Two armies clashed at a river crossing near the Baltic Sea, about 3200 years ago.
Why did so much military force converge on the narrow Tollense Valley? The size of the site and remains found so far suggest a warrior class of 4,000 people from across Europe.
Geomagnetic surveys in 2013, revealed evidence of a 120 meter long bridge or causeway stretching across the valley. The submerged structure was made of wooden posts and stone. Radiocarbon dating showed that although much of the structure predated the battle by more than 500 years, parts of it may have been built or restored around the time of the battle, suggesting the causeway had been in continuous use for centuries.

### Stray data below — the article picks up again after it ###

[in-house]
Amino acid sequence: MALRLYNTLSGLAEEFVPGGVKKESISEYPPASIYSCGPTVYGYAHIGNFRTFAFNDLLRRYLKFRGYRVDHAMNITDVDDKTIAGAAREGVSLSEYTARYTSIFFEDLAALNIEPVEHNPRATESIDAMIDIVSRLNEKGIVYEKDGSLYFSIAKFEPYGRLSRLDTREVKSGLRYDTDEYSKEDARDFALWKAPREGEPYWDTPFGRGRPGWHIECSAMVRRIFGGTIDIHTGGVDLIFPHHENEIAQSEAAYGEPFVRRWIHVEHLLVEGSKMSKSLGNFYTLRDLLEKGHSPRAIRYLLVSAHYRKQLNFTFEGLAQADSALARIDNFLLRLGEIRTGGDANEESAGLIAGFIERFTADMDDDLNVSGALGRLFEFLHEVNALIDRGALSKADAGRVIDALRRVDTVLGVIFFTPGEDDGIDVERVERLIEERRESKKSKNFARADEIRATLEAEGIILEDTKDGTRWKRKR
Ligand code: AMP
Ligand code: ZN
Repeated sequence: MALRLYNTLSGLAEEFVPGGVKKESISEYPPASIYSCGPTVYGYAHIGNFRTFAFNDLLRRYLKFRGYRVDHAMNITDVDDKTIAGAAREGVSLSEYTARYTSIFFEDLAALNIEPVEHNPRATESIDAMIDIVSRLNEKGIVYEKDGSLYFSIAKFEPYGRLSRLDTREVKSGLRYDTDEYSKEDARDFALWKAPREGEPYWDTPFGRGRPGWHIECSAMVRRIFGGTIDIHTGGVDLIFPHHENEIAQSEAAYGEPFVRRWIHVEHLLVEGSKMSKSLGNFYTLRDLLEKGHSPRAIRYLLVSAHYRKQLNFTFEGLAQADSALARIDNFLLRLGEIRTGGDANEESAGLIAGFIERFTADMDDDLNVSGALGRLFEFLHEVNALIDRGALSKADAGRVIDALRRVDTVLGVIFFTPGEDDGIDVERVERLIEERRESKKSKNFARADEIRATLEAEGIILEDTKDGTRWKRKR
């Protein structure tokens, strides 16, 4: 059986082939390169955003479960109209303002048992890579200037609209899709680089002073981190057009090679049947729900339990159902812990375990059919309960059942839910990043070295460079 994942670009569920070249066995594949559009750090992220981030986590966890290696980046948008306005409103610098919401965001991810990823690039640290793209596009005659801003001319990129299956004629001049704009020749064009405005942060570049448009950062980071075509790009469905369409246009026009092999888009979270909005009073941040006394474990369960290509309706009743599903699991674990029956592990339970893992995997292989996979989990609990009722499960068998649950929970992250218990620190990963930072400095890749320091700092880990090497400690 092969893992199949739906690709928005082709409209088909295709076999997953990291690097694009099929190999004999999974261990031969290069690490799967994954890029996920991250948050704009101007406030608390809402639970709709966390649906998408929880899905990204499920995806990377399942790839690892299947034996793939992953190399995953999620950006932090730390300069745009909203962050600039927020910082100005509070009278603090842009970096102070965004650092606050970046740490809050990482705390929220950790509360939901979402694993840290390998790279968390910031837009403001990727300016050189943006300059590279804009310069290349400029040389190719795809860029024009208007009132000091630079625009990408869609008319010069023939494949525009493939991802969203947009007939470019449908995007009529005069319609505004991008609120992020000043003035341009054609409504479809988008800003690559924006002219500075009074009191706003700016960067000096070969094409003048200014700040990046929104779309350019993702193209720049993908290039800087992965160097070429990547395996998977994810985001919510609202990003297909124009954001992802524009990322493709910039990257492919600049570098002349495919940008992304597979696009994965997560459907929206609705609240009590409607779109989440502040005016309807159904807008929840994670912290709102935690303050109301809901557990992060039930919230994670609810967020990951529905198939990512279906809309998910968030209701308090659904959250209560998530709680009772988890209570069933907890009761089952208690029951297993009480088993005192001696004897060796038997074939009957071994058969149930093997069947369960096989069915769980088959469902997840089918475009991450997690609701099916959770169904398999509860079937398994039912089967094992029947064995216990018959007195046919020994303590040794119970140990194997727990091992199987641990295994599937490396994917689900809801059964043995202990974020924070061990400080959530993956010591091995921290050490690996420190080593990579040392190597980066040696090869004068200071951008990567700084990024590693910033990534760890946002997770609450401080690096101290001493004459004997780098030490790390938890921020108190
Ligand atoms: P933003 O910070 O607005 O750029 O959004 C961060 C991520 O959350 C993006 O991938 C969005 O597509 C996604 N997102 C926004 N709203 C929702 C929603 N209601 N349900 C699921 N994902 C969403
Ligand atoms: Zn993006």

From the scale and brutality of the battle to the presence of a warrior class wielding sophisticated weapons, the Tollense Valley could be the first evidence of a turning point in social organization and warfare in Europe.
Around 3200 years ago was a an era of significant upheaval from the Mediterranean to the Baltic. The scattered farmsteads of northern Europe gave way to concentrated, heavily fortified settlements, once seen only to the south. The sophisticated Mycenaean civilization collapsed and in Egypt, pharaohs boasted of besting the “Sea People,” marauders who toppled the Hittites.